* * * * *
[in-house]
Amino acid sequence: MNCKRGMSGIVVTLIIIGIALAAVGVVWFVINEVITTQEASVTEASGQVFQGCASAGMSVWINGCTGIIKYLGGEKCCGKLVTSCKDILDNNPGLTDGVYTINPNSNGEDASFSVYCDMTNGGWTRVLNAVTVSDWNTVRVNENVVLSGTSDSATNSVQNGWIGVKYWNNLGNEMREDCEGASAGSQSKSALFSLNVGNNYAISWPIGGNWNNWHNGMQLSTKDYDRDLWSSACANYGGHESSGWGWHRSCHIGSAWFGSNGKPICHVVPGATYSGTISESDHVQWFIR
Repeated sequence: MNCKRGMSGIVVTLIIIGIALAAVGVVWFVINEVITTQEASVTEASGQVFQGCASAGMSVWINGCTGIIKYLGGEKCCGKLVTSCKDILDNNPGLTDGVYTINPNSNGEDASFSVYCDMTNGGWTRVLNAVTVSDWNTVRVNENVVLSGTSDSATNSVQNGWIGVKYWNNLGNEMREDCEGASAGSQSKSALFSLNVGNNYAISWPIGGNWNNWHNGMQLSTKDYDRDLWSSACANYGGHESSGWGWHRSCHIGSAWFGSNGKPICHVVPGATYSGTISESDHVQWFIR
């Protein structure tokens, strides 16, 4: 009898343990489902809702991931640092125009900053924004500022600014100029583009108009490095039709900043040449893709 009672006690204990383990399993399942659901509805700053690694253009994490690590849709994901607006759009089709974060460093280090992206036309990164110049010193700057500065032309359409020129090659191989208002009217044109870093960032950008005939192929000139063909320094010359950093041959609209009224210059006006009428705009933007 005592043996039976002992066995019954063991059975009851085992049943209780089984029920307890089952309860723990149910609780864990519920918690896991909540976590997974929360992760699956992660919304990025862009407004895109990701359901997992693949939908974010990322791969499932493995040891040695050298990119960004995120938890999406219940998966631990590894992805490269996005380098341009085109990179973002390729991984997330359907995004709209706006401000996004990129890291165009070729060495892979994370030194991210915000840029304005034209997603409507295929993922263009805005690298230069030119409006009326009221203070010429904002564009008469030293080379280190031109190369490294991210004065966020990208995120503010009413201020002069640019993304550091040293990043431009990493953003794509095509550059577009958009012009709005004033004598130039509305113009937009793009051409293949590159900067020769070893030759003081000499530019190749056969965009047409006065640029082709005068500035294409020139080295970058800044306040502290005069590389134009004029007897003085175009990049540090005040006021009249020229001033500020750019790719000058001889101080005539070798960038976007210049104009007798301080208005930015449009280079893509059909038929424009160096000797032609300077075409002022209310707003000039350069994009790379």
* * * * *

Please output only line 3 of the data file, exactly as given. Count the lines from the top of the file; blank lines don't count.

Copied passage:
Repeated sequence: MNCKRGMSGIVVTLIIIGIALAAVGVVWFVINEVITTQEASVTEASGQVFQGCASAGMSVWINGCTGIIKYLGGEKCCGKLVTSCKDILDNNPGLTDGVYTINPNSNGEDASFSVYCDMTNGGWTRVLNAVTVSDWNTVRVNENVVLSGTSDSATNSVQNGWIGVKYWNNLGNEMREDCEGASAGSQSKSALFSLNVGNNYAISWPIGGNWNNWHNGMQLSTKDYDRDLWSSACANYGGHESSGWGWHRSCHIGSAWFGSNGKPICHVVPGATYSGTISESDHVQWFIR